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Infection Control and Mitigation

Review Marker
Review whether these tasks have been completed or are underway as of end of the 2019-20 school year.

REVIEW: District Level
  • Establish a planning team* to:
    • Develop guidelines for infection control practices.
    • Determine what supplies (PPE, disinfectants, soap, tissues, hand sanitizer, thermometers) are available and make arrangements for procurement
    • Determine if school health staff need N95 respirators and make arrangements for procurement and fitting of respirators if needed. Bear in mind numerous supply chains are broken and it may be difficult to obtain supplies.

*If the district includes 4K or 4K Community Approaches, include child care and Head Start partners on the planning team.

REVIEW: School Level
  • Designate a school health member, such as a school nurse, to act as liaison with the local public health department.

*Suggested planning team members include administrators, school nurse, medical advisor or local community health care providers, public health official, teachers, support staff, parents and students.

School Marker
Do before the 2020-21 school year starts.

PREPARE: District Level
  • Consider ways to accommodate the needs of children and families at risk for serious illness from COVID-19.
  • Honor requests of families who may have concerns about their children attending school due to underlying medical conditions of those in their home.
  • Identify staff who cannot or choose not to be in school due to their own high-risk conditions or age. Staff who cannot be at school due to their own high-risk conditions could provide distance learning instruction to those students who are also unable to attend. Job responsibilities could be modified that limit exposure risk.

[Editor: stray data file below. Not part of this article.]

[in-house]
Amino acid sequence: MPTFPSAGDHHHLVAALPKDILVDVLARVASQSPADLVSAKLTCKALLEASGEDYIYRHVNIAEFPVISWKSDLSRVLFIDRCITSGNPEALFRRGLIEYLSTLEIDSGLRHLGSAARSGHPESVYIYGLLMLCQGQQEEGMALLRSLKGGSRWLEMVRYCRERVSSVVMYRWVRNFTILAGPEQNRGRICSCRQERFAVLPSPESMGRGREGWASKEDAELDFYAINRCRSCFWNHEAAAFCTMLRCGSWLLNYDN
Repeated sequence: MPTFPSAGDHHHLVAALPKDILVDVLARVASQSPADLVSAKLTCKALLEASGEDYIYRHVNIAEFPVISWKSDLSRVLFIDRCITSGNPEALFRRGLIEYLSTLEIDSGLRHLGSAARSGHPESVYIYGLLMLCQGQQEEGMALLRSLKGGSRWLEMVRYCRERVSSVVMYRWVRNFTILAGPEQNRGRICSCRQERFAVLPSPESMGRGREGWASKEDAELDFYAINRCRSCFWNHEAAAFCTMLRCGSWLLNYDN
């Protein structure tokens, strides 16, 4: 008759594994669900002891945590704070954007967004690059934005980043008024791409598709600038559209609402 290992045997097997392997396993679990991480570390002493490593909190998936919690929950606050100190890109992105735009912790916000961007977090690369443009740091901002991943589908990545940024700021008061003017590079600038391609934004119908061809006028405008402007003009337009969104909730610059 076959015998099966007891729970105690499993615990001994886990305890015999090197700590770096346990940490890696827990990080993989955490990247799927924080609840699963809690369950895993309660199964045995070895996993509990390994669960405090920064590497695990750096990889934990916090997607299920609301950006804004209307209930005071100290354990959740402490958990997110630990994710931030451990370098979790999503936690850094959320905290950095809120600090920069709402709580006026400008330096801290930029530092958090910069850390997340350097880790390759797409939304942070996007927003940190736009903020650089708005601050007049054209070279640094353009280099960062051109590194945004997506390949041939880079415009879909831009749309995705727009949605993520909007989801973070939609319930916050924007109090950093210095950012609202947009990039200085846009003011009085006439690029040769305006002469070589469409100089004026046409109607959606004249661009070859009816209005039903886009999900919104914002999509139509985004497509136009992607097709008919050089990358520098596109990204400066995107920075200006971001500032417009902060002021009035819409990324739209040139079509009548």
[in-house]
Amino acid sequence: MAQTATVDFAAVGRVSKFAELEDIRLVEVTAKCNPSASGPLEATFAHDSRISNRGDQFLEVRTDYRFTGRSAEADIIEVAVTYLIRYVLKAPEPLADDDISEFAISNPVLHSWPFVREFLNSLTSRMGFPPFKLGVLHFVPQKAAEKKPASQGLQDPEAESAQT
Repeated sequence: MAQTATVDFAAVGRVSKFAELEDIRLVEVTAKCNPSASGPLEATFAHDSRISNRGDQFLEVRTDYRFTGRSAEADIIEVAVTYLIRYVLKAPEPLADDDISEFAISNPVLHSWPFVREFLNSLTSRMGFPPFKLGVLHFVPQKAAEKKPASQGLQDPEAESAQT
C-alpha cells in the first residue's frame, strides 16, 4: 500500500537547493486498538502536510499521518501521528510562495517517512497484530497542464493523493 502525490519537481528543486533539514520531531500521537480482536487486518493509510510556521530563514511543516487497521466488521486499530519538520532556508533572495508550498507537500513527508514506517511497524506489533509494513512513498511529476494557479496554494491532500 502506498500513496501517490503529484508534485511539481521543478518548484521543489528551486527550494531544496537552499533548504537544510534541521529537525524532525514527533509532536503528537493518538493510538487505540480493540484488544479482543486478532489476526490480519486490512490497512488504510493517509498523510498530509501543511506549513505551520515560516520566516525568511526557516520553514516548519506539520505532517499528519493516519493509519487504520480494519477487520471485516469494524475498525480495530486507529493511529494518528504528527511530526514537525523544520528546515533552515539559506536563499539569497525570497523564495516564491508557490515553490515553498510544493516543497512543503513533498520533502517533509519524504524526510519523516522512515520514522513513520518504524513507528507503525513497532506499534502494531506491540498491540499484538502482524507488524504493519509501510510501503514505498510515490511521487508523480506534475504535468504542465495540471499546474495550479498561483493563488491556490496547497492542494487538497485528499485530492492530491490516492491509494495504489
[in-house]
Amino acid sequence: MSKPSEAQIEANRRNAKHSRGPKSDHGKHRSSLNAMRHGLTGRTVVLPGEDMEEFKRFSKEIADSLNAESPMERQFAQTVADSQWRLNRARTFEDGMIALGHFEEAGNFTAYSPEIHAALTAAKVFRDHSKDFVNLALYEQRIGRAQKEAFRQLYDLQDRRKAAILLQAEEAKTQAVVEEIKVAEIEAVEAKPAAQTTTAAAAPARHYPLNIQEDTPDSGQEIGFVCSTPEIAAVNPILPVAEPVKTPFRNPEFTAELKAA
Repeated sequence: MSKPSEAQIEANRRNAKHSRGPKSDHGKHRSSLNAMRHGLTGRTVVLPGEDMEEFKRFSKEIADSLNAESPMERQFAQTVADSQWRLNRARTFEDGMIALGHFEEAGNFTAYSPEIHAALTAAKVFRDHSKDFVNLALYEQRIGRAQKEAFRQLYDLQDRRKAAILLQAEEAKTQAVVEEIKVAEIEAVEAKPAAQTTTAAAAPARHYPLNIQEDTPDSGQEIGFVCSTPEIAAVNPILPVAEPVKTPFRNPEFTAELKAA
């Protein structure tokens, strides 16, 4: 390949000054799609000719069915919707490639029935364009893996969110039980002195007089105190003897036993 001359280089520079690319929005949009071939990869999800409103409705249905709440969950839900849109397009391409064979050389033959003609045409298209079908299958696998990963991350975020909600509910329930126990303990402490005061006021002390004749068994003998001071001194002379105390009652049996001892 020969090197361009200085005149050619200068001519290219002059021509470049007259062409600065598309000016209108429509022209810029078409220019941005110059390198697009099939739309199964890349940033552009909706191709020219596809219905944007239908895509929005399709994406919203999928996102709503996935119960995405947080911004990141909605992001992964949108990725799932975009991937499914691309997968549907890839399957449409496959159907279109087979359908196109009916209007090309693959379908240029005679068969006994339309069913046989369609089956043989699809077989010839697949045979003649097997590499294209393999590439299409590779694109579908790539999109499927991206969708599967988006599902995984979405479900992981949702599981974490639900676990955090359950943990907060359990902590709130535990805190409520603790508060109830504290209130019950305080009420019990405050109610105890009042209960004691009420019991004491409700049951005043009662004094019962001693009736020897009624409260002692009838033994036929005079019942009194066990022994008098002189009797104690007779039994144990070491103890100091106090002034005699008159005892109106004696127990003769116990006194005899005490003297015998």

• Develop a continuum of strategies for implementation of physical distancing. Identify all locations and times where students are in close contact with each other and create strategies to restructure those locations and activities.
  • Consider the impact of physical distancing on school provided transportation.
  • Create plans to limit symptomatic and asymptomatic spread of the virus:
    • Individuals should not be in school if they are showing symptoms of COVID-19 or have been in contact with someone confirmed or suspected of having COVID-19 within the last 14 days.
    • Require ill staff and students to remain home and contact healthcare provider for guidance.
    • Ill students or staff should not return to school until they have met the criteria to discontinue home isolation.
  • Determine exclusion criteria and plans to monitor students and staff for COVID-19 like symptoms. See DHS’s Guidelines for the Prevention, Investigation, and Control of COVID-19 Outbreaks in K-12 Schools in Wisconsin
  • Additional waves of infections are expected, possibly coinciding with flu season in October or November. This could result in site, district, regional, county or statewide school closures or additional modifications to school operations. Short-term closures of single or multiple schools will remain a possibility until a vaccine is widely used.
  • Determine district protocol on use of facial coverings by staff and students. Follow any state or local orders. PPE recommended for school nurse, building engineer, and isolation room monitor could be different from that of teachers and other support staff.
  • The Department of Health Services recommends cloth face coverings for teachers, staff and older students who can wear and remove them properly.
  • Ill student or staff should not return to school until they have met the criteria to discontinue home isolation. 
  • Consider implications of staff traveling between several buildings.
  • Develop strategies to prevent transmission of COVID-19 and other infectious diseases.
PREPARE: School Level
  • Determine what communications and what messaging will be required to both staff and families to provide reassurance that health and safety precautions are in place for a safe return to school.
  • School districts are encouraged to have thoughtful discussions with school nurses, other school health professionals, teaching and support staff, and parents regarding use of masks by students and PPE use by staff who work closely with students who are unable to control secretions or present other concerns for effectiveness or safety of masking.
  • Create small, closed classroom groups that serve a consistent group of students and teacher(s) to:
    • Enable physical distancing
    • Enable closer control of the environment
    • Support contact tracing if exposure occurs.